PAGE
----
1. Does the individual have a substantial investment that would subject him or her to a financial risk of loss?

Yes _____ No _____

Independent contractors furnish the tools, equipment and supplies needed to perform the work. Independent contractors normally have an investment in the items needed to complete their tasks. To the extent necessary for the specific type of business, independent contractors provide their own business facility.

Are they a going concern and make profit and loss decisions.

Questions 7 through 13 are additional factors that should be considered. A “Yes” answer to any of these questions is an indication the worker may be an employee, but no one factor by itself is deciding. All factors must be considered and weighed together to determine which type of relationship exists. However, the greater the number of “Yes” answers to questions 7 through 13, the greater the likelihood the worker is performing services as an employee.

  1. Do you have employees who do the same type of work?

Yes _____ No _____

If the work being done is generally the same as the work normally done by your employees, it indicates that the worker is an employee. This standard applies even if the work is being done on a one-time basis. For instance, to handle an extra workload or replace an employee who is on vacation, a worker is hired to fill in on a temporary basis. This worker is a temporary employee, not an independent contractor.

(Note: If you contract with a temporary agency to provide you with a worker, the worker is normally an employee, but may be an employee of the temporary agency. You may wish to request EDD’s Information Sheet “Temporary Services and Employee Leasing Industries”(DE 231F) on the subject of temporary service and leasing employers.)

  1. Do you furnish the tools, equipment or supplies used to perform the work?

Yes _____ No _____

Independent businesspeople furnish the tools, equipment, and supplies needed to perform the work. Independent contractors normally have an investment in the items needed to complete their tasks.

  1. Is the work considered unskilled or semi-skilled labor?

Yes _____ No _____

The courts and the California Unemployment Insurance Appeals Board have held that workers who are considered unskilled or semi-skilled are the type of workers the law is meant to protect and are generally employees.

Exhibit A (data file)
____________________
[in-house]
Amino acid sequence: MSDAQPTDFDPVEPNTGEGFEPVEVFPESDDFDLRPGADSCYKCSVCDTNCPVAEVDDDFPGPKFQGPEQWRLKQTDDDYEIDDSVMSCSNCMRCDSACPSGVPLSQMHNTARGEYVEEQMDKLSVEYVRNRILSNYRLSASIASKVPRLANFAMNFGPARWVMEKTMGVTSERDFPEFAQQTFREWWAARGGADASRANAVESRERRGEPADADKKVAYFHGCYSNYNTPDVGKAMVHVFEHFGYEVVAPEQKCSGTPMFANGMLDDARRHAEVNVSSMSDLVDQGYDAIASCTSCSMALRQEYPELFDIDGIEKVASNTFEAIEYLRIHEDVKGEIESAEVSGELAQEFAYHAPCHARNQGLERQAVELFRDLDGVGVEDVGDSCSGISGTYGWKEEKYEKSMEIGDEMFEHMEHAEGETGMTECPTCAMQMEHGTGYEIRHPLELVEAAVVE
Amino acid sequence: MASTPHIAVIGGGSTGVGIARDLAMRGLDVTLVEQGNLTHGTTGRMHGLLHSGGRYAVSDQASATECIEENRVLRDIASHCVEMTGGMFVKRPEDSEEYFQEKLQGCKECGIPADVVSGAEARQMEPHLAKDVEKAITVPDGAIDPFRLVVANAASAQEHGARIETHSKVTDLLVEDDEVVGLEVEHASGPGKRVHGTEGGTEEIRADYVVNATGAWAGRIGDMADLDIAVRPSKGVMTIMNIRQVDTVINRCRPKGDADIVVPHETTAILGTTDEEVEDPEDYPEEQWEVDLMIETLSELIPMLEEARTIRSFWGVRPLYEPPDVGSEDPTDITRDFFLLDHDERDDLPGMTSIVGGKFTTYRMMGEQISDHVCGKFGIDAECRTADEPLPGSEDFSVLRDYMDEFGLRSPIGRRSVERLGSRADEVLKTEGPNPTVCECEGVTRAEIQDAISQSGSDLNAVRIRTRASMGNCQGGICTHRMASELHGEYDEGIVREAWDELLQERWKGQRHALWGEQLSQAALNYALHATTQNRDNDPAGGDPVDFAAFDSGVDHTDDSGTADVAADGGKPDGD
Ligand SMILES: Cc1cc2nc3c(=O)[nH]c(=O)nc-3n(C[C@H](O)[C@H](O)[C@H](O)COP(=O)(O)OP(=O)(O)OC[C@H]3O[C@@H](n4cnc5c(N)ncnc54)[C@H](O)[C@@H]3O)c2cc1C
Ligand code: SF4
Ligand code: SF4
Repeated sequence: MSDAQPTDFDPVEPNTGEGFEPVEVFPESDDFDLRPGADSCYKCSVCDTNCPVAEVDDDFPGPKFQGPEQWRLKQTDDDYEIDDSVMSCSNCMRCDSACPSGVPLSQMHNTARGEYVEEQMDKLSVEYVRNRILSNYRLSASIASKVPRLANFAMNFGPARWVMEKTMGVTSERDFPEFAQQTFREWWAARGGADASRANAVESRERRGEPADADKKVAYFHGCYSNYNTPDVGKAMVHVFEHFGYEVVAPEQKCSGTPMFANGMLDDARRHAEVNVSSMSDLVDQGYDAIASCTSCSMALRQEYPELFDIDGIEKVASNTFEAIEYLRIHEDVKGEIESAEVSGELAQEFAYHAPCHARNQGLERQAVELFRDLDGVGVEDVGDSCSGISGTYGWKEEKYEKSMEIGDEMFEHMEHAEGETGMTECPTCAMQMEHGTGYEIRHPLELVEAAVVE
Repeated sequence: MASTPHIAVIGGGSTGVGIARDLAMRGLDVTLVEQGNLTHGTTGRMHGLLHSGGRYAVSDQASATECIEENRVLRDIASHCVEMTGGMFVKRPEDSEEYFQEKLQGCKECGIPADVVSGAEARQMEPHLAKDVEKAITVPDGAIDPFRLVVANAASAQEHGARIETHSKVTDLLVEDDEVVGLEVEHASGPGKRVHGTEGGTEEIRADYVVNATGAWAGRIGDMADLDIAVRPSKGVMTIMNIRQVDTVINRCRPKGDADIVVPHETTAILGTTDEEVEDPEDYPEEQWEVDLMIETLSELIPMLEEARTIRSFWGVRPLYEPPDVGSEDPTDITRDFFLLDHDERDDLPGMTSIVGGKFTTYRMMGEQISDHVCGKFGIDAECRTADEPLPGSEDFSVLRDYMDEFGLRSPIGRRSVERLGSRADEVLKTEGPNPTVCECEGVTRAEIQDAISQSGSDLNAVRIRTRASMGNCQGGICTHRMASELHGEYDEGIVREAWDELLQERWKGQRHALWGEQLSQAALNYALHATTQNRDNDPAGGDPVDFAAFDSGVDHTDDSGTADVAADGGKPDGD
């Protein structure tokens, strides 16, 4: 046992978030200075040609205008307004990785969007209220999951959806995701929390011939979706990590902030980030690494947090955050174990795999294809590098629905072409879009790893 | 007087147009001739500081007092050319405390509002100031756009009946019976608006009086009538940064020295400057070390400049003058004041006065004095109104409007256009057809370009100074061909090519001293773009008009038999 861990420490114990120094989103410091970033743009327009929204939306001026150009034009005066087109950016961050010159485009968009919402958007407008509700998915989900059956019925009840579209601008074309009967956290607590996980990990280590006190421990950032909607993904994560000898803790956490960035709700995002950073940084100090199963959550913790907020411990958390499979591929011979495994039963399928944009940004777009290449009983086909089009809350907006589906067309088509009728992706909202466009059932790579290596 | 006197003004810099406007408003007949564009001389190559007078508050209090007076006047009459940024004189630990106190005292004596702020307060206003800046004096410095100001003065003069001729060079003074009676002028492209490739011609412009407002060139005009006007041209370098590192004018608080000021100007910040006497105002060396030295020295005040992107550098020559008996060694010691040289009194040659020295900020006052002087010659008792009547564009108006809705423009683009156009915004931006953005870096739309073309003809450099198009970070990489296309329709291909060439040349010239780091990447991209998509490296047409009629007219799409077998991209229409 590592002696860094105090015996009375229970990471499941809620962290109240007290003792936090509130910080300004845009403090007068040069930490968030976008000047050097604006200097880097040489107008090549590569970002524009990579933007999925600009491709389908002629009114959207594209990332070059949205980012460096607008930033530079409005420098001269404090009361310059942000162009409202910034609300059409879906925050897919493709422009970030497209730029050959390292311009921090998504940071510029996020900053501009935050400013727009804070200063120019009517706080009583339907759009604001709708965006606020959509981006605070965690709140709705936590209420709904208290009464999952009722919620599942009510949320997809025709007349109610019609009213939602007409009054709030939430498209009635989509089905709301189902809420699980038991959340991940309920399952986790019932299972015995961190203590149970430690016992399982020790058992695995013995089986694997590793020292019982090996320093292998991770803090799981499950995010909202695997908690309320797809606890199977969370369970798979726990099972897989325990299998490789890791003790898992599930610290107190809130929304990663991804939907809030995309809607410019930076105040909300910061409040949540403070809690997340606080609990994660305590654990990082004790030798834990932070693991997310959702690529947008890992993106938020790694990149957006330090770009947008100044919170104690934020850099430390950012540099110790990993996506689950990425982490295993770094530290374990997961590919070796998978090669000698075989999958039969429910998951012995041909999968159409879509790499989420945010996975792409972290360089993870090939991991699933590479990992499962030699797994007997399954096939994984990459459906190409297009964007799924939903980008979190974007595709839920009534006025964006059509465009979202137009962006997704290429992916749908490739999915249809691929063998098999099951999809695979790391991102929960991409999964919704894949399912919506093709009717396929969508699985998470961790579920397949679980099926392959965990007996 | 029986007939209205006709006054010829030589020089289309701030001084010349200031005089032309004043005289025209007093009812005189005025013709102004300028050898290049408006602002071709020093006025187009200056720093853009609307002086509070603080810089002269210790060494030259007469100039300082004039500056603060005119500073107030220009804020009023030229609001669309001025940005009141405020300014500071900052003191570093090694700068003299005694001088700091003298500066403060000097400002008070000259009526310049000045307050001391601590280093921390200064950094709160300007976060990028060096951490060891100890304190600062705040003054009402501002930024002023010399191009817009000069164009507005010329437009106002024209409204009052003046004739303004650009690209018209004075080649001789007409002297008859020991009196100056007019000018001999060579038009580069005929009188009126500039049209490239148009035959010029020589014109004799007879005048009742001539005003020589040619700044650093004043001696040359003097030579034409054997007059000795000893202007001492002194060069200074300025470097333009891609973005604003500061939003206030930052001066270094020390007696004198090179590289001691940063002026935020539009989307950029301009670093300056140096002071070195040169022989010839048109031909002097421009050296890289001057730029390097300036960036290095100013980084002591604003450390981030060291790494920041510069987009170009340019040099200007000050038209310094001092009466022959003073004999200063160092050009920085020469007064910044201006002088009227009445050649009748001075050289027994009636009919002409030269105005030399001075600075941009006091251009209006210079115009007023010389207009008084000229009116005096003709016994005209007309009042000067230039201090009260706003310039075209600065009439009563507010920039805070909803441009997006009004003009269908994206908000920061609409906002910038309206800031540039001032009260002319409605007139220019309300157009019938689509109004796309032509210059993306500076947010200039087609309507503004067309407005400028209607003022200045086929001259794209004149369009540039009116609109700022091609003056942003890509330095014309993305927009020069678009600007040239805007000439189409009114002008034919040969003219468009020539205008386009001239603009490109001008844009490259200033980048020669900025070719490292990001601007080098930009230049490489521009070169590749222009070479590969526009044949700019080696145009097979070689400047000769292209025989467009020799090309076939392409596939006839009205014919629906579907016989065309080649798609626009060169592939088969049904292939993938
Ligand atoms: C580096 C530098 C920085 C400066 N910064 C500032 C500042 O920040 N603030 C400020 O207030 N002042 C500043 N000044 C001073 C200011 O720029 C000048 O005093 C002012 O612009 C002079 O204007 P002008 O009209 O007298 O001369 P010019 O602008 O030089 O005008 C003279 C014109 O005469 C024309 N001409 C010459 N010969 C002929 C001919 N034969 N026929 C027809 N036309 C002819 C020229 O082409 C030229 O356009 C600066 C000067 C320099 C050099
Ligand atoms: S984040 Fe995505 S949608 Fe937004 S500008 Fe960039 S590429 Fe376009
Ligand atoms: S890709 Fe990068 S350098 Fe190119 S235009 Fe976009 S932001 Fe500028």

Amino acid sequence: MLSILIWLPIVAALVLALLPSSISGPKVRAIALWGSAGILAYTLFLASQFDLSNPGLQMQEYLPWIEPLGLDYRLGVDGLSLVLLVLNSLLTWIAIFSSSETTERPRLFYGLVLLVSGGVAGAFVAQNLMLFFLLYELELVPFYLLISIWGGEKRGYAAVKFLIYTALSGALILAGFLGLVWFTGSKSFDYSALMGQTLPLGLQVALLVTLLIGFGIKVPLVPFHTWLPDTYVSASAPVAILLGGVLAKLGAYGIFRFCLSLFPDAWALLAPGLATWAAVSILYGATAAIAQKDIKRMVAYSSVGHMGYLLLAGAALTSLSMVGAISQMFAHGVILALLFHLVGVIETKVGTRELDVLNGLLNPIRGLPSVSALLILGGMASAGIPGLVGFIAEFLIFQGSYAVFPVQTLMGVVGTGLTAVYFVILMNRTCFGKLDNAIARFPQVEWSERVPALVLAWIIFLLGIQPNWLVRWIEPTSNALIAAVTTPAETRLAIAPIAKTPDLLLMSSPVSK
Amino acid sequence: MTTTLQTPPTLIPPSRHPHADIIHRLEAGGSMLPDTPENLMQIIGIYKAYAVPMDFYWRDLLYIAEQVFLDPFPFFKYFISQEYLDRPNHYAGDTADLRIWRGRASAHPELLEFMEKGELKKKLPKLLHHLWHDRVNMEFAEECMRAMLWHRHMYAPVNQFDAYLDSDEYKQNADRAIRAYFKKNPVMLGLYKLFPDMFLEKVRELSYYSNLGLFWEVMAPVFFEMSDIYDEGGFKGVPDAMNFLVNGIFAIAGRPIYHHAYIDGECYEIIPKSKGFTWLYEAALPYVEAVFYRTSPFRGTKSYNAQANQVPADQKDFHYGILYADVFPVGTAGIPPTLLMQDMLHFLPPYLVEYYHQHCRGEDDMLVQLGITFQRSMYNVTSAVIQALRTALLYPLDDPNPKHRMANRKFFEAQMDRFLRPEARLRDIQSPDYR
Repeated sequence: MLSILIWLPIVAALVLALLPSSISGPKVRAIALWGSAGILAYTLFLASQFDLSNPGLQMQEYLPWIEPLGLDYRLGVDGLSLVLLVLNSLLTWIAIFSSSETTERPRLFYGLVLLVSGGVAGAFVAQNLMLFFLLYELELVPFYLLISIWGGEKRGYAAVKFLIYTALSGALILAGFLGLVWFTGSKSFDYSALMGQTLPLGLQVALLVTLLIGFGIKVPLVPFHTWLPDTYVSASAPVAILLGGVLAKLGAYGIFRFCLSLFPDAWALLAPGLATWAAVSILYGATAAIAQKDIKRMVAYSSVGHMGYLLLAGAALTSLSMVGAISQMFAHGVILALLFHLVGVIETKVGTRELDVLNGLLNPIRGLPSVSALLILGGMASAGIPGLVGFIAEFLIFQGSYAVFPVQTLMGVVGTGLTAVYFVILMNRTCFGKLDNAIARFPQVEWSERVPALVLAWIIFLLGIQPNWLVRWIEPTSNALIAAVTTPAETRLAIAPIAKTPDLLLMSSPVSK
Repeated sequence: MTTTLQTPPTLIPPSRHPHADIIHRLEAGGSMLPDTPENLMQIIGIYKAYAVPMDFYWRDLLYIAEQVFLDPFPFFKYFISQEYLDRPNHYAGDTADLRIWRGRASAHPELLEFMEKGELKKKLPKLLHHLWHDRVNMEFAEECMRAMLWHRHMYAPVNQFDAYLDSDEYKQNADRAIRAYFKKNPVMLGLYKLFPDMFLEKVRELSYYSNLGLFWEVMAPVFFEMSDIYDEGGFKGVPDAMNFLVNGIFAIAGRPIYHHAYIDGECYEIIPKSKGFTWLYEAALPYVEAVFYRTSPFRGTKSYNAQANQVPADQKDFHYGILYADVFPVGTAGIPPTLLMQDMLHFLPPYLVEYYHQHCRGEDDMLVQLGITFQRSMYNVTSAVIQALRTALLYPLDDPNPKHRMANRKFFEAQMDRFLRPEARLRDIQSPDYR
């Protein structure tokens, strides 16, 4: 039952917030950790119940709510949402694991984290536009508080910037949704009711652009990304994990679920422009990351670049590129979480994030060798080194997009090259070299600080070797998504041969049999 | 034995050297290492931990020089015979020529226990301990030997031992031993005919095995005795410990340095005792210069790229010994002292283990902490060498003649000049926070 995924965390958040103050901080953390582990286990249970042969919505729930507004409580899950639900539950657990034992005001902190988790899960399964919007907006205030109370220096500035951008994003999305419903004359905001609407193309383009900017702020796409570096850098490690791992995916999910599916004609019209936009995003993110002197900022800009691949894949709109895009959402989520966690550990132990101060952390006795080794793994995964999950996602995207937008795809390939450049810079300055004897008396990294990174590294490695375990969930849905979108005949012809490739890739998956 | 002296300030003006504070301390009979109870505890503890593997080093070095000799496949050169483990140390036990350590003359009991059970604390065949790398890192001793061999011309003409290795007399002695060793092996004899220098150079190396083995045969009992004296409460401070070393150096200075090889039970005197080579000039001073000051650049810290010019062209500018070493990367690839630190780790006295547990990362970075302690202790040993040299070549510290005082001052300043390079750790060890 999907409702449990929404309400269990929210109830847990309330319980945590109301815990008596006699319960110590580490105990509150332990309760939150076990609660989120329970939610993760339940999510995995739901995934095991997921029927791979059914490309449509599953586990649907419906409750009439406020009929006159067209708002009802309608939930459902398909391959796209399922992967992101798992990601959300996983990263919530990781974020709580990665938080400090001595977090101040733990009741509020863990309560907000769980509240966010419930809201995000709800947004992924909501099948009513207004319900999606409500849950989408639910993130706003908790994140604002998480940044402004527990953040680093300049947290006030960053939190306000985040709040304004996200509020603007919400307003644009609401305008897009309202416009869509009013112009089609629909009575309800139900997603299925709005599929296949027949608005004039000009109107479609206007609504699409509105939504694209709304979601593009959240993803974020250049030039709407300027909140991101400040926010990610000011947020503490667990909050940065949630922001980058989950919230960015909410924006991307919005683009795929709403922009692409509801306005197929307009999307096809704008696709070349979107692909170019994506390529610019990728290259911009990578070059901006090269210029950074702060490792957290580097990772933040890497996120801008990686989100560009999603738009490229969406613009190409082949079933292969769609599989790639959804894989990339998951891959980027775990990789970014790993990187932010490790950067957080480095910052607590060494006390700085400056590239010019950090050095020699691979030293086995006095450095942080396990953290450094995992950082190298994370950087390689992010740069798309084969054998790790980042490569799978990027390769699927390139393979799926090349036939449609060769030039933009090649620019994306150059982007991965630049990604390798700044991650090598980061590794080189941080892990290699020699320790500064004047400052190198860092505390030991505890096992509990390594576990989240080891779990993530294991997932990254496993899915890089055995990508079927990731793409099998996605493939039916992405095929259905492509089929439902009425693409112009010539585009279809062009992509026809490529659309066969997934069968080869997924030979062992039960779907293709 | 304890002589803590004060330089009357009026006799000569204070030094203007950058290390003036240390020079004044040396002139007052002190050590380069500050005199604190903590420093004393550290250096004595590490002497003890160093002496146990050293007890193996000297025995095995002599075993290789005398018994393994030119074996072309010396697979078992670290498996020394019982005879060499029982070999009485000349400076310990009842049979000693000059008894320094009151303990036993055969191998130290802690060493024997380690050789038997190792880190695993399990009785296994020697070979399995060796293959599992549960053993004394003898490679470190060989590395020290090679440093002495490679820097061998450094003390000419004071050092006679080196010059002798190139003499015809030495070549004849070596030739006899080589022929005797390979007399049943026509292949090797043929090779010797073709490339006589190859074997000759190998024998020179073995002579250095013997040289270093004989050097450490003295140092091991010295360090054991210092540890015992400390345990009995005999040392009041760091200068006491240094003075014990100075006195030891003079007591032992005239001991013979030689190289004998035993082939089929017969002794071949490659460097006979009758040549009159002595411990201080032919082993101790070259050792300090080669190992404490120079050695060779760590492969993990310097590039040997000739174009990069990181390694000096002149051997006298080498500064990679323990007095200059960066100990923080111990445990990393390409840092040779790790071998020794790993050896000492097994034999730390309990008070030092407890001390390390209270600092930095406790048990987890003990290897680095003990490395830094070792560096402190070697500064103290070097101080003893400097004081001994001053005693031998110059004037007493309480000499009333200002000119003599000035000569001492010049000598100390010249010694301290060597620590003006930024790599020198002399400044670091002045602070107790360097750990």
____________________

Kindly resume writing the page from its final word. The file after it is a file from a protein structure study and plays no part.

1. Do you provide training for the worker?

Yes _____ No _____

In skilled or semi-skilled work, independent contractors usually do not need training. If training is required to do the task, it is an indication that the worker is an employee.

  1. Is the worker paid a fixed salary, an hourly wage or based on a piece-rate basis?

Yes _____ No _____

Independent contractors agree to do a job and bill for the service performed. Payments to independent contractors for labor or services are made upon the completion of the project or completion of the performance of specific portions of the project.

  1. Did the worker previously perform the same or similar services for you as an employee?

Yes _____ No _____

If the worker previously performed the same or similar services for you as an employee, it is an indication that the individual is still an employee.

  1. Does the worker believe that he or she is an employee?

Yes _____ No _____

Questions 7 through 13 Are designed to see how they perform the services. How and with what tools will indicate employee or Independent Contractor.  “Yes” answer to any of these questions is an indication the worker may be an employee. Having other employees doing the same work is a sign that they are really an employee.

While the intent of the parties is a consideration is a factor to consider when making an employment or independent contractor determination. When both the worker and the principal believe the worker is an independent contractor, an argument exists to support an independent contractor relationship between the parties.


the EDD website

Source: California Employment Determination Guide (EDD website) DE 38 Rev. 2 (4-09)